AWS Cost Management

Launch: AWS Service Catalog Integration with AWS Budgets

It is a uniquely difficult challenge to build a product that unifies something complex into something approachable and immediately usable. This theme was explored in a recent post about AWS Marketplace cost management, and today we’re going to dive into my new obsession: AWS Service Catalog.

AWS Service Catalog gives you the ability to create and manage your IT service catalog. You typically use AWS Service Catalog to create service portfolios for the products your end users access, which helps standardize and maintain compliance across your organization. I’m new to the AWS Service Catalog, so I sat down with Matt Cowsert, senior product manager (technical) for AWS Budgets, to learn more about how this feature set works within the AWS Cost Management product suite.

This post shows you how to get started with setting budgets based on your AWS Service Catalog portfolio and product costs.

Getting started with the AWS Service Catalog

Using AWS Service Catalog, you can build and manage custom portfolios that include any AWS-approved IT services, including anything from servers to software, from databases to full-fledged applications. This makes it easy for organizations to quickly deploy IT-curated solutions at scale.

For example, you can create a portfolio that includes a VPC and EC2 instances intended for a particular project. You can do this by navigating to the Portfolios tab.

AWS Service Catalog Sidebar Menu

In the screenshot below, you can see a summary of a sample compute portfolio.

Once you have reviewed your portfolio information, in many cases, it can make sense to set a budget to receive alerts that can proactively notify you to an unintended cost overrun. From there, choose the Actions menu in the top right corner and choose Create Budget.

AWS Service Catalog Actions Menu

The wizard prompts you to select the tag that you have applied to this portfolio. This portfolio tag is a system-generated tag applied at the time of portfolio creation. To track a specific aspect of your portfolio, you can also create custom tags from the TagOption library link, available in the left-hand sidebar menu.

 

From there, you can select the tag and choose Next. This takes you to AWS Budgets.

Setting an AWS Service Catalog portfolio budget

The setup wizard automatically selects the AWS Service Catalog portfolio tag that you selected in the Tag filtering dimension. You can refine the services, accounts, or specific products you track by the budget. In this example, you create a portfolio-level budget using the Tag budget parameter in AWS Budgets.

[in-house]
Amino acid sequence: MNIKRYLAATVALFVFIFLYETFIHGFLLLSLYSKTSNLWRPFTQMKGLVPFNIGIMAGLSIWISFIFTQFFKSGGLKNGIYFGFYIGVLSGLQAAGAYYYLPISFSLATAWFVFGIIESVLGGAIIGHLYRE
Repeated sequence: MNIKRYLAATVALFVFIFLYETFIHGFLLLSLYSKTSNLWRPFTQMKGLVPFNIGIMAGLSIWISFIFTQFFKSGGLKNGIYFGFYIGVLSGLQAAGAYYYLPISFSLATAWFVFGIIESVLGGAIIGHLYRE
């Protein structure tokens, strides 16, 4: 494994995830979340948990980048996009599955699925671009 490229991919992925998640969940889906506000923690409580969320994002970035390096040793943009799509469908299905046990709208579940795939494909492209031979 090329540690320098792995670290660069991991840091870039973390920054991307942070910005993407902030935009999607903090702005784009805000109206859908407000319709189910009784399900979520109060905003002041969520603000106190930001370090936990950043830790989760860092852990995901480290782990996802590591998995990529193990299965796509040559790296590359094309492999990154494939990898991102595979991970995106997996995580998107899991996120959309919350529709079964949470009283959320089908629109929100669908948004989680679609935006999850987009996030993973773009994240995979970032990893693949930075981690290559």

Creating an AWS Service Catalog Budget

 

After you configure your budget, you can specify up to five thresholds for when you (and other stakeholders in your organization) should receive alerts. You can configure these alerts to trigger based on your actual costs, or based on your forecasted costs for the month.

After you complete your budget creation, the wizard returns you to the AWS Service Catalog console.

Now, when viewing your portfolios in Service Catalog, you can track the status of your budget. You can modify your portfolio budget at any time by accessing the AWS Budgets console through the Service Catalog portfolio details page or directly from the AWS Budgets console.

Conclusion

AWS Service Catalog gives you the ability to quickly deploy curated catalogs of services to your organization at scale. Integration with AWS Budgets takes this one step further by allowing you to better understand and monitor the costs associated with your IT portfolios and products. You can learn more about this launch here.

Erin Carlson

Erin Carlson

Erin is the Product Marketing Manager who oversees the AWS billing and cost management experience and the owner of the AWS Cost Management blog. She works with customers to provide helpful guidance and resources around accessing, analyzing, and optimizing their AWS costs and usage.

Matt Cowsert

Matt Cowsert

Matt Cowsert is the Senior Product Manager (Technical) who owns the AWS Budgets product line.